Curmudgucation: Do 3rd Grade Tests Predict Anything?
The National Center for Analysis of Longitudinal Data in Education Research (CALDER) is a program of the American Institute for Research (AIR) along with an assortment of universities. They’ve just released a working paper version of some research that some people think is pretty significant. I’ve read it so you don’t have to. Let me explain what they found, and why nobody needs to get excited about it.
AIR is better known for their work in test manufacturing and marketing, which gives them a dog in this particular hunt, but I’m not sure that really need concern us here.
“Assessing the Accuracy of Elementary School Test Scores as Predictors of Students’ High School Outcomes” was written by Dan Goldhaber (AIR/CALDER/University of Washington), Malcolm Wolff (University of Washington), and Timothy Daily (EdNavigator). EdNavigator is a business positioned to help parents navigate a complicated education-flavored-products market–again, I’m not sure we need to be concerned here, other than to note that many of the involved parties are not exactly disinterested observers of the Big Standardized Test biz. Oh yeah–the Carnegie Foundation did some of the funding for this.
There’s a lot of fancy math in this paper, but the outcome is pretty straightforward–studying student test results in North Carolina, Massachusetts, and Washington, the researchers found that third grade test scores correlate with high school outcomes, namely, high school test scores, advanced course-taking in high school, and high school graduation.
The result is that third grade tests correlate with those factors about as well as eighth grade tests do. They also found that poverty and race/ethnicity correlate with a drop of those high school outcomes.
There is nothing surprising here. They have been painstaking in their figuring and crunching and mathing the crap out of their data. But ultimately, they have asked the wrong question.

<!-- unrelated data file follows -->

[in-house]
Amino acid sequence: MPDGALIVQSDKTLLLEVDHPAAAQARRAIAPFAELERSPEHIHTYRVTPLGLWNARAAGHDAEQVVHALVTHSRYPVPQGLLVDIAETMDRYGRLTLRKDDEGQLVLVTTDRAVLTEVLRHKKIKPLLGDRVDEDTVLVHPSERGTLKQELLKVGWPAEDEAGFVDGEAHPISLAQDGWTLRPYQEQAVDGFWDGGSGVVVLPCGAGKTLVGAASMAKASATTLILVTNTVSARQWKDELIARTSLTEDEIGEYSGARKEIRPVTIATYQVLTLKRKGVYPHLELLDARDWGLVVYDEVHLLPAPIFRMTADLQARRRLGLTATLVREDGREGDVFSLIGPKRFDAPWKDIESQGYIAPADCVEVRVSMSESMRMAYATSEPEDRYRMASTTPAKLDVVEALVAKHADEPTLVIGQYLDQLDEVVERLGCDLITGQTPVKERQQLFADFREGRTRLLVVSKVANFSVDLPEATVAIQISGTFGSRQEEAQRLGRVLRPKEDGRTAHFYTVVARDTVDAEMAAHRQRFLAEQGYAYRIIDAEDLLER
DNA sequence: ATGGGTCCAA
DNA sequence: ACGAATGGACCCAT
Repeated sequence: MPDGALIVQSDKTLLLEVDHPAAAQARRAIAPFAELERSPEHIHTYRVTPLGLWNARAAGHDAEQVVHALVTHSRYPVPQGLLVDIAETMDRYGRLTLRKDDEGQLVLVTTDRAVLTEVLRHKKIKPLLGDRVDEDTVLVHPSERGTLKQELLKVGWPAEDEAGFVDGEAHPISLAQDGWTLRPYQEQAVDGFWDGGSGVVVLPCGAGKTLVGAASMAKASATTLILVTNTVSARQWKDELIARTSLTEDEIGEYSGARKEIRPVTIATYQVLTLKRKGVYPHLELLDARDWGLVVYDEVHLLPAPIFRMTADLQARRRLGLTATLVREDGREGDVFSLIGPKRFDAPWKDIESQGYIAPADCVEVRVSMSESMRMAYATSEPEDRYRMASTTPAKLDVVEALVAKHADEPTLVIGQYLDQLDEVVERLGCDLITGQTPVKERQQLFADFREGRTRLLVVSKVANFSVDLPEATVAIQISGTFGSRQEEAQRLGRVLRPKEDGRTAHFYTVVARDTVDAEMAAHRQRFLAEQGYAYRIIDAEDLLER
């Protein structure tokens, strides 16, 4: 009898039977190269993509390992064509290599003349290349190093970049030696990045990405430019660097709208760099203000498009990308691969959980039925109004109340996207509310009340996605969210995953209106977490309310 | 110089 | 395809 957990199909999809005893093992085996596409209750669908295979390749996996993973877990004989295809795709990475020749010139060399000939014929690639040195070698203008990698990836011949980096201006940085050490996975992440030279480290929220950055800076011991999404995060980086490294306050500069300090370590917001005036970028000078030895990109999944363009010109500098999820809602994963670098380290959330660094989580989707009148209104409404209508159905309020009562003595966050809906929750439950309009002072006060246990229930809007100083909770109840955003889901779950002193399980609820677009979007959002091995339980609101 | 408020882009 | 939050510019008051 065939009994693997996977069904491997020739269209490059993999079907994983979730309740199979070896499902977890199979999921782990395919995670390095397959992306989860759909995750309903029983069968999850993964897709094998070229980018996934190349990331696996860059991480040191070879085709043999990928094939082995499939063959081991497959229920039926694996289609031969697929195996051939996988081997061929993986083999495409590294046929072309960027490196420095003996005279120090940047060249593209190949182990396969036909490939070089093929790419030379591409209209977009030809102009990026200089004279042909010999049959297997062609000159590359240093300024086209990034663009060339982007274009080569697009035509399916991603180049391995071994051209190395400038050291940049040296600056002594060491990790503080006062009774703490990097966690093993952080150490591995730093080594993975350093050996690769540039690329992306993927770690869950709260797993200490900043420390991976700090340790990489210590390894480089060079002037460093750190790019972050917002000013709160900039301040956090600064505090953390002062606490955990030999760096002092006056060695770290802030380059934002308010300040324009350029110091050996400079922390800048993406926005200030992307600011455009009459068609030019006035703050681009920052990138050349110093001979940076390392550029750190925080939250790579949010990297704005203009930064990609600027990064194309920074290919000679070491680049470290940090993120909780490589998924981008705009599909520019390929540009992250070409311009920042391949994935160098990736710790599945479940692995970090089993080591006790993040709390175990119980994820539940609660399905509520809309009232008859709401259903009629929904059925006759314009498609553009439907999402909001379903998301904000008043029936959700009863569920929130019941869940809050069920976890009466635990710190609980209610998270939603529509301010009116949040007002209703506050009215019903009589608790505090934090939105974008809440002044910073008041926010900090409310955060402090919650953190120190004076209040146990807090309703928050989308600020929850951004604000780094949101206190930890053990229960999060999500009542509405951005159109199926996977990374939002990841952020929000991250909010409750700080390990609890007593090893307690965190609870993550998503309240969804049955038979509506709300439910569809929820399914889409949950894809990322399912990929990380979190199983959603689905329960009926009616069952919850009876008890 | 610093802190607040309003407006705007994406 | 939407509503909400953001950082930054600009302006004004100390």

Because–say it with me–correlation is not causation.
We know that socioeconomic status correlates with other life outcomes, like graduation and jobs etc. We can even talk about how it correlates with baloney like the Success Sequence (which just puts things ass-backwards, declaring that if you wear large clothes, that’s what caused you to get bigger).
We know all about these correlations, and they point pretty clearly to SES as a cause. So research like this, while not a total waste of time, because I suppose if third grade scores were a terrible predictor of high school stuff, we’d know something was definitely cattywumpus somewhere in the system– research like this isn’t helpful because it’s asking the wrong question.
What still remains unproven is this– if you take a student who would have scored 60 on the third grade test and somehow get them to score 80 or 90, would that improve the student’s later outcomes?
We have (and have had for years) evidence that the answer is no, that raising student test scores does not improve student outcomes.
We have been subjected to a multi-decade parade of reformsters asserting and assuming that raising student test scores would unlock a host of benefits for our students, our economy, our entire nation. But instead of proof, we’ve just had tautological research proving that students who do well in school do well in school., or evidence that your socioeconomic background is well-measured by the Big Standardized Test no matter what grade you’re in.
What we really need is research that asks the right question. This paper is not that.
August 27, 2021